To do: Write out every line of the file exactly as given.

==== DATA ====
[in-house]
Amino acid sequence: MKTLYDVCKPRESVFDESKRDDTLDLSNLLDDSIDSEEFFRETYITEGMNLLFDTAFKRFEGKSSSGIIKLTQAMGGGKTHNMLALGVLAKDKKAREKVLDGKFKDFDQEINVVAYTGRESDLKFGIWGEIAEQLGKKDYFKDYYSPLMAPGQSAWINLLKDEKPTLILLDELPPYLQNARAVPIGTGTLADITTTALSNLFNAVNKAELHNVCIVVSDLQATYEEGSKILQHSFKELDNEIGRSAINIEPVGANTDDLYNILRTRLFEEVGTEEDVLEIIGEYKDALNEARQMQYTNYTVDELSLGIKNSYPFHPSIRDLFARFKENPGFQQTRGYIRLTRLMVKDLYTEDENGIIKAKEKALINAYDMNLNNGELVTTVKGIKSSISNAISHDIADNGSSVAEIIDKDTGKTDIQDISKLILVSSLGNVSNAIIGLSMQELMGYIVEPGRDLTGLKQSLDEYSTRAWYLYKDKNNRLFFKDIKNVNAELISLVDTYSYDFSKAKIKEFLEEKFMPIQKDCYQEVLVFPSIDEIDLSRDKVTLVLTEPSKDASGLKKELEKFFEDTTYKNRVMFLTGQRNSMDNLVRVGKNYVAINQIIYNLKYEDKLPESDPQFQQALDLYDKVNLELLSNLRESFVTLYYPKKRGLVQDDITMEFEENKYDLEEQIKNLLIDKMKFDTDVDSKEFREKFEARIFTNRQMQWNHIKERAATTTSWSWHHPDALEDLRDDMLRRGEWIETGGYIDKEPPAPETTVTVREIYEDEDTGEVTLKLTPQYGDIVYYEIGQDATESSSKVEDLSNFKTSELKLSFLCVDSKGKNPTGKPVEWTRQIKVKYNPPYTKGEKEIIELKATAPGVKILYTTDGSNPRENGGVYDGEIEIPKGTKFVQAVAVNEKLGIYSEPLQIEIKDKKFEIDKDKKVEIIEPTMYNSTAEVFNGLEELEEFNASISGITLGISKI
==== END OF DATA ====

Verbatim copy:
[in-house]
Amino acid sequence: MKTLYDVCKPRESVFDESKRDDTLDLSNLLDDSIDSEEFFRETYITEGMNLLFDTAFKRFEGKSSSGIIKLTQAMGGGKTHNMLALGVLAKDKKAREKVLDGKFKDFDQEINVVAYTGRESDLKFGIWGEIAEQLGKKDYFKDYYSPLMAPGQSAWINLLKDEKPTLILLDELPPYLQNARAVPIGTGTLADITTTALSNLFNAVNKAELHNVCIVVSDLQATYEEGSKILQHSFKELDNEIGRSAINIEPVGANTDDLYNILRTRLFEEVGTEEDVLEIIGEYKDALNEARQMQYTNYTVDELSLGIKNSYPFHPSIRDLFARFKENPGFQQTRGYIRLTRLMVKDLYTEDENGIIKAKEKALINAYDMNLNNGELVTTVKGIKSSISNAISHDIADNGSSVAEIIDKDTGKTDIQDISKLILVSSLGNVSNAIIGLSMQELMGYIVEPGRDLTGLKQSLDEYSTRAWYLYKDKNNRLFFKDIKNVNAELISLVDTYSYDFSKAKIKEFLEEKFMPIQKDCYQEVLVFPSIDEIDLSRDKVTLVLTEPSKDASGLKKELEKFFEDTTYKNRVMFLTGQRNSMDNLVRVGKNYVAINQIIYNLKYEDKLPESDPQFQQALDLYDKVNLELLSNLRESFVTLYYPKKRGLVQDDITMEFEENKYDLEEQIKNLLIDKMKFDTDVDSKEFREKFEARIFTNRQMQWNHIKERAATTTSWSWHHPDALEDLRDDMLRRGEWIETGGYIDKEPPAPETTVTVREIYEDEDTGEVTLKLTPQYGDIVYYEIGQDATESSSKVEDLSNFKTSELKLSFLCVDSKGKNPTGKPVEWTRQIKVKYNPPYTKGEKEIIELKATAPGVKILYTTDGSNPRENGGVYDGEIEIPKGTKFVQAVAVNEKLGIYSEPLQIEIKDKKFEIDKDKKVEIIEPTMYNSTAEVFNGLEELEEFNASISGITLGISKI